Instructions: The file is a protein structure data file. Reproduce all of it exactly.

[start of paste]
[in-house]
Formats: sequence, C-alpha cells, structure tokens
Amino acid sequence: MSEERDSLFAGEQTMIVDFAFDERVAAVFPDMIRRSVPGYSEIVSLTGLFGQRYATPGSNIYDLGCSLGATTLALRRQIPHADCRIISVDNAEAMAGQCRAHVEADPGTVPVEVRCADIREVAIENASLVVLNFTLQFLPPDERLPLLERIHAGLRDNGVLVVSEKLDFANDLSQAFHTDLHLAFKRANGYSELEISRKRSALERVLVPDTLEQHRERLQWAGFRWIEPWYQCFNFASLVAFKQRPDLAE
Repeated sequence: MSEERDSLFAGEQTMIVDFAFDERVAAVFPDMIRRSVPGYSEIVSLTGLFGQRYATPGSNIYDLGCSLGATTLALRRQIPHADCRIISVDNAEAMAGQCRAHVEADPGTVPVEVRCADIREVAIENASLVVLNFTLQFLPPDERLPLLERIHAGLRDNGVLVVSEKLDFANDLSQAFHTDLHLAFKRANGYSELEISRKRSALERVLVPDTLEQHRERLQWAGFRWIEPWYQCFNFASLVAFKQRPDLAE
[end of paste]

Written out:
[in-house]
Formats: sequence, C-alpha cells, structure tokens
Amino acid sequence: MSEERDSLFAGEQTMIVDFAFDERVAAVFPDMIRRSVPGYSEIVSLTGLFGQRYATPGSNIYDLGCSLGATTLALRRQIPHADCRIISVDNAEAMAGQCRAHVEADPGTVPVEVRCADIREVAIENASLVVLNFTLQFLPPDERLPLLERIHAGLRDNGVLVVSEKLDFANDLSQAFHTDLHLAFKRANGYSELEISRKRSALERVLVPDTLEQHRERLQWAGFRWIEPWYQCFNFASLVAFKQRPDLAE
Repeated sequence: MSEERDSLFAGEQTMIVDFAFDERVAAVFPDMIRRSVPGYSEIVSLTGLFGQRYATPGSNIYDLGCSLGATTLALRRQIPHADCRIISVDNAEAMAGQCRAHVEADPGTVPVEVRCADIREVAIENASLVVLNFTLQFLPPDERLPLLERIHAGLRDNGVLVVSEKLDFANDLSQAFHTDLHLAFKRANGYSELEISRKRSALERVLVPDTLEQHRERLQWAGFRWIEPWYQCFNFASLVAFKQRPDLAE